Malware trying to trick anti-Putin protesters


Security giant Symantec has spotted a spam campaign designed to get malware on anti-Putin campaigner PCs.

Vladimir Putin was re-elected as president of Russia last week, but there have been protests against his rule both pre and post-election.

Now, spam messages have been sent out purporting to contain instructions for rallies against Putin.

The emails included an attachment detected by Symantec as Trojan.Dropper, but those who see the document are presented with details of an apparent anti-Putin meeting that even features a map.

From a spam perspective, this attack is quite unusual mainly because of its size.

However, malicious macros, if enabled, will be running in the background and "a particularly nasty Trojan" is activated, the security giant found.

Various files are then deleted from the user's machine, including .doc, .exe, .xls and .zip files.

"The Trojan also attempts to connect to IP address (down at the time of analysis), which contains links to the notorious Trojan.Smoaler threat," said Symantec's Stephen Doherty, in a blog post.

"Smoaler recently used the domain as part of its command-and-control server and this website formerly resolved to the above IP address.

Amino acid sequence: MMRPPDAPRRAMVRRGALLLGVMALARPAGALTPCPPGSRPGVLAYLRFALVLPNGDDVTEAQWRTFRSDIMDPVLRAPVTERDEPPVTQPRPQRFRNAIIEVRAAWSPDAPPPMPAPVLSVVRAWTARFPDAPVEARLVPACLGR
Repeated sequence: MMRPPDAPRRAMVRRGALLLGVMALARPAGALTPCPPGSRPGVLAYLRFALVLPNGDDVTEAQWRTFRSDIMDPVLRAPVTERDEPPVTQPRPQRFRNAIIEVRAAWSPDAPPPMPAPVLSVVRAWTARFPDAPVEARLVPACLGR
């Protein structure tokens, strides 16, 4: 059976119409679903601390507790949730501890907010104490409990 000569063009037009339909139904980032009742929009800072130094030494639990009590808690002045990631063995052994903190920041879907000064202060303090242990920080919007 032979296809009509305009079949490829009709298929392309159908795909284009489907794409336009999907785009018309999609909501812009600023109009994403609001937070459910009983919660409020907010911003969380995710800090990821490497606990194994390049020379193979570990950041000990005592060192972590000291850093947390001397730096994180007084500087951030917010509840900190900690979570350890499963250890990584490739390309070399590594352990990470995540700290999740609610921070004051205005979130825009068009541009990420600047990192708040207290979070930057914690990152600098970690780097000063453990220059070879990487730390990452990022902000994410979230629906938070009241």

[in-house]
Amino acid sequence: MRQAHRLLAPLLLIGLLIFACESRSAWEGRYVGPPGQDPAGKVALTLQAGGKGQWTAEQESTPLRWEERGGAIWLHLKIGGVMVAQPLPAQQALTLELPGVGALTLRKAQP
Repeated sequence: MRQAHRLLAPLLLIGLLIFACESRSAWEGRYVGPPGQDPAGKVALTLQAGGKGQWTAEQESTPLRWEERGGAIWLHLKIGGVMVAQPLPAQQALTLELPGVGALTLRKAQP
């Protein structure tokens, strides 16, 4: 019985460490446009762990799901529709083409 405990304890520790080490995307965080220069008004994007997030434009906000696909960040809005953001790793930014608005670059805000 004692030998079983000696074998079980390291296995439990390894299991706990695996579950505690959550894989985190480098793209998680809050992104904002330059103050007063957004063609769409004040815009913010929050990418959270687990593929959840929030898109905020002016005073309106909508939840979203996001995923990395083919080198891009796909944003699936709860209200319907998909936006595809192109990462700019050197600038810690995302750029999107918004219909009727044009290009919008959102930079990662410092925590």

"Once it has destroyed all of the above files by overwriting them, it then runs code to cause the computer to crash (blue screen) through a call to the RtlSetProcessIsCritical API."

Symantec also noted how unusual the spam attack was, pointing to the size of the emails.

"From a spam perspective, this attack is quite unusual mainly because of its size (average of more than 500 KB). Most spam messages do not exceed 10 KB," Doherty added.

"For example, in the latest Symantec Intelligence report, 56 per cent of all February spam messages were less than 5 KB with 30 per cent between 5 - 10 KB and only 13 per cent greater than 10 KB."

Tom Brewster

Tom Brewster is currently an associate editor at Forbes and an award-winning journalist who covers cyber security, surveillance, and privacy. Starting his career at ITPro as a staff writer and working up to a senior staff writer role, Tom has been covering the tech industry for more than ten years and is considered one of the leading journalists in his specialism.

He is a proud alum of the University of Sheffield where he secured an undergraduate degree in English Literature before undertaking a certification from General Assembly in web development.